Of course, from that moment on, the chairman of Sakhnin, Muhammad Abu Yunis, took over the look of "the whole world is against us" and "we are being beaten because we are Arabs."
Even the Misgav police cannot wash with forced cleaning, and the fact that caused the Be'er Sheva bus, its players, to stand and wait for a long time in a large crowd of Sakhnin fans - is nonsense.
What prevented the police from leading the skies to the locker room compound, and waiting there, without having to dump their water inside bottles on the bus?
I have news for the people of Sakhnin, that I am very interested in the success of their group.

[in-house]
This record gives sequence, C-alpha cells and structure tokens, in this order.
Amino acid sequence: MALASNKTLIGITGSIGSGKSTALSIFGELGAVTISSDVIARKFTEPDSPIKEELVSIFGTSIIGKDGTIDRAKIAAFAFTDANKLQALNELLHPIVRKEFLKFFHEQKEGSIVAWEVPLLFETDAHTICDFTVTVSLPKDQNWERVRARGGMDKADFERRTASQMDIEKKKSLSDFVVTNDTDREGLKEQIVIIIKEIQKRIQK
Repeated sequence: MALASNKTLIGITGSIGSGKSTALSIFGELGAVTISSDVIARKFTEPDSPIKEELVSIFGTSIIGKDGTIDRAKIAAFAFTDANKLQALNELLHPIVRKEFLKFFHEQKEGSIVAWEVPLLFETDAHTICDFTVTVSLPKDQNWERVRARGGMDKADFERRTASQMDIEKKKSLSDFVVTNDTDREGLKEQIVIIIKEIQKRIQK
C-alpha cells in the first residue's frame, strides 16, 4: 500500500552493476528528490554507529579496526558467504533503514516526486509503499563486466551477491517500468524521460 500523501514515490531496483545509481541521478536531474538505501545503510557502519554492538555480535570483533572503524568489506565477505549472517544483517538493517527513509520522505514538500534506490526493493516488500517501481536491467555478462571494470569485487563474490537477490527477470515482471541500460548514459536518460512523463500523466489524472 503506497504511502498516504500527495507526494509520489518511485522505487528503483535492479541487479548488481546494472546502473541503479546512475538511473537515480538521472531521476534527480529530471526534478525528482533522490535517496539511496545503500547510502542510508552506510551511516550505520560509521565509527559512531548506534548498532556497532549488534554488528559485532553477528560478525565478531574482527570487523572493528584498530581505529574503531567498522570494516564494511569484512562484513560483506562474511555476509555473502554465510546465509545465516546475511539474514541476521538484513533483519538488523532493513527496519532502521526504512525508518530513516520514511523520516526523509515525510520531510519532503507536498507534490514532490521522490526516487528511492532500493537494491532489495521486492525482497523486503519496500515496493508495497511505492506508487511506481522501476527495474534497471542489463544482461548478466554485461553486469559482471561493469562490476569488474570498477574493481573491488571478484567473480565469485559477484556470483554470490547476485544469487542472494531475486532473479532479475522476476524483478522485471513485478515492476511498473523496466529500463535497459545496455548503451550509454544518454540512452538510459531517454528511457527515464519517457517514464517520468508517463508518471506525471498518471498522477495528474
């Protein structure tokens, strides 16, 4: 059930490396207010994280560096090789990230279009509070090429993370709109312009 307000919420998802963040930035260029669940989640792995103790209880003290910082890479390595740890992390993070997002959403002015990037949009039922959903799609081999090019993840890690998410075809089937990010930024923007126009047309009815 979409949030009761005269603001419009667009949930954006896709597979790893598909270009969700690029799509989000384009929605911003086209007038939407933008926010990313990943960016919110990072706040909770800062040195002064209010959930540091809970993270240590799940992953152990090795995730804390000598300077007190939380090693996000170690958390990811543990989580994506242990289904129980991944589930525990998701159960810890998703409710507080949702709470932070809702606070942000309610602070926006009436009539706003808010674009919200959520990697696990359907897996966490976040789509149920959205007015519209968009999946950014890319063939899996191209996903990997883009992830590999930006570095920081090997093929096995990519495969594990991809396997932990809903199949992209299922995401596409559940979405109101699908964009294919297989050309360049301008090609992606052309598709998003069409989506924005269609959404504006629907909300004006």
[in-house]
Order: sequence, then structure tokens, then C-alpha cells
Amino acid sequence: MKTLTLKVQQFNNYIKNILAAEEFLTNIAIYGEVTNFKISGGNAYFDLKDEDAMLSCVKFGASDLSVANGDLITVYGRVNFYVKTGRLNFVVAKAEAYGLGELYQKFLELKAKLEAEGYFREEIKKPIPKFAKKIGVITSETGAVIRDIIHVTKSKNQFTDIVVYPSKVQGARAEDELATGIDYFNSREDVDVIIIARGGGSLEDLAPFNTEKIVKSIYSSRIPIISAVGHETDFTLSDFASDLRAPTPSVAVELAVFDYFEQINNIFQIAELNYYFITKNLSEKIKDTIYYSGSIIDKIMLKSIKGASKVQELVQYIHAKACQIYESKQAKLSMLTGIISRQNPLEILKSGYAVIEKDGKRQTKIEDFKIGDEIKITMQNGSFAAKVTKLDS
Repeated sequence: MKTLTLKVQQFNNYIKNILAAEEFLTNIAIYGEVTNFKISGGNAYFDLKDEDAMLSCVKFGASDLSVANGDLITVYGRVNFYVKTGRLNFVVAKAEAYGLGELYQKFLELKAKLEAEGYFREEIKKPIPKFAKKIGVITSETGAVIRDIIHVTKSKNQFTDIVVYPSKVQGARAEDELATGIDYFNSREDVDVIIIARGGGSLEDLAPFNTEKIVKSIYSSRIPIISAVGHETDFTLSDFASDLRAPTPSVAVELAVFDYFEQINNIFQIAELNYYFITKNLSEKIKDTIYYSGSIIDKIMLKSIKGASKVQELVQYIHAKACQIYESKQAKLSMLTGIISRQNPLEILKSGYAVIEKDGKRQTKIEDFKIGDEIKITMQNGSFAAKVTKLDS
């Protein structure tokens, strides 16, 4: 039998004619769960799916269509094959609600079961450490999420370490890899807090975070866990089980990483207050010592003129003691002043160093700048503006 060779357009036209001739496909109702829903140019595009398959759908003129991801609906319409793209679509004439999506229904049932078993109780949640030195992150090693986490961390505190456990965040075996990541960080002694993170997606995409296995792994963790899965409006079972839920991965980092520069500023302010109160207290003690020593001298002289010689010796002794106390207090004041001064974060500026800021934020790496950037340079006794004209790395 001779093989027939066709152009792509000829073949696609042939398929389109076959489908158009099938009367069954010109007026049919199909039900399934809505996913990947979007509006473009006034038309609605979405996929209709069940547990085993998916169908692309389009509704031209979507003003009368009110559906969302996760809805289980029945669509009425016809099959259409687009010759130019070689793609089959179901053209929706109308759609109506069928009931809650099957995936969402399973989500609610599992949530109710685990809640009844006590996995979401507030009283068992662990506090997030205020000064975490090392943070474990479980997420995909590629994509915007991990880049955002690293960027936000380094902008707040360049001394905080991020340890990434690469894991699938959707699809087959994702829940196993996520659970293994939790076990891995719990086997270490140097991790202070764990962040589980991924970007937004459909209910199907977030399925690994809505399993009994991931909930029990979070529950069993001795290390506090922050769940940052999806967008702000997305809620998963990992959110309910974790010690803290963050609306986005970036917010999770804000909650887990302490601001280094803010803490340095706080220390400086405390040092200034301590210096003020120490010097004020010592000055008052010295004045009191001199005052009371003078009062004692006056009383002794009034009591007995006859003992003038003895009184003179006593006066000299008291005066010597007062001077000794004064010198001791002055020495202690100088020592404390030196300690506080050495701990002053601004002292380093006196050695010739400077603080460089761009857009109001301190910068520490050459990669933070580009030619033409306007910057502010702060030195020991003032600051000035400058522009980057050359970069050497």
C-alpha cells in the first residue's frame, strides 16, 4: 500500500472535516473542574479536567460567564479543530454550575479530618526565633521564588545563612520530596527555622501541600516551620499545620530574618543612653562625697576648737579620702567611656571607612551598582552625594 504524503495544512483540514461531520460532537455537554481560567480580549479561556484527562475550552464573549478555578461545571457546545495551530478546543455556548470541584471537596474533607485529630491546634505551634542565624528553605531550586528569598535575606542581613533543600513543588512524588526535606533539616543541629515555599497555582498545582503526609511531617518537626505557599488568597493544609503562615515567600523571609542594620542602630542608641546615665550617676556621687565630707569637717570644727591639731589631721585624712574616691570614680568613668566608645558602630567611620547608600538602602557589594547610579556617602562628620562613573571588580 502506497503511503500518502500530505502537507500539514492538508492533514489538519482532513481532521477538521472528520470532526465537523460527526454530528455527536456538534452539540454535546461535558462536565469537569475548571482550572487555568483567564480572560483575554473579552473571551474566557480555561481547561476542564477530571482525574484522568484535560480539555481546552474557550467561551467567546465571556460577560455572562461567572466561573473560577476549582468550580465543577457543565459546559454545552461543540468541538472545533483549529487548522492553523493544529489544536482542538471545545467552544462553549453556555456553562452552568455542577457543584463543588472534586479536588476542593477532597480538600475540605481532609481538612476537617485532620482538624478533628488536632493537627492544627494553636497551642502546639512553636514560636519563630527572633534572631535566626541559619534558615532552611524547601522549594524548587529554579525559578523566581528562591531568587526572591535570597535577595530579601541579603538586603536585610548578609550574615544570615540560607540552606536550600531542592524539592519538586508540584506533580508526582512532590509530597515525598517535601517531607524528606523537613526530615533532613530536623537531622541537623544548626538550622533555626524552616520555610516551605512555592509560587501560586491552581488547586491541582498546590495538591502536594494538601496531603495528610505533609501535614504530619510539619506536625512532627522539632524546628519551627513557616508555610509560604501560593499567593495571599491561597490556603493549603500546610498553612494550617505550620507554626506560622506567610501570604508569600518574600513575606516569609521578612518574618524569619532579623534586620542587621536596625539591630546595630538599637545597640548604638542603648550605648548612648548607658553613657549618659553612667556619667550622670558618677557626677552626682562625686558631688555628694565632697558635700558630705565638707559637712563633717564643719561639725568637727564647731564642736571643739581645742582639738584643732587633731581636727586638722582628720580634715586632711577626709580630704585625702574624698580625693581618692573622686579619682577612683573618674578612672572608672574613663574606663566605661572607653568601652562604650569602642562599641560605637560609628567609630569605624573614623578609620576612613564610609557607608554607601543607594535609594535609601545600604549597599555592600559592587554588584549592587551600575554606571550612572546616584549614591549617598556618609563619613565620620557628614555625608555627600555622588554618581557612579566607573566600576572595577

Not only is the whole world not against you, the league administration treats you with excessive greetings.
The fine of NIS 30,000 for this shameful event, which damaged the reputation of the Premier League and exposed Israeli football in its misery, is a mockery of Ersch.
Not to mention Alona Barkat, whose team was badly damaged by the poor preparation for the game, but collegially preferred to lower its profile and not aggravate the situation of Abu Yunis and his men.
What is unfortunate is that according to the reaction of the Sakhnin spokesman, the group did not really learn a lesson from the incident, and preferred to roll their eyes and get closer.
They also took care to sting the administration of the league, which chose Noble as the player of the round despite the winning goal being different.
After this incident, Sakhnin found it difficult to transcend themselves.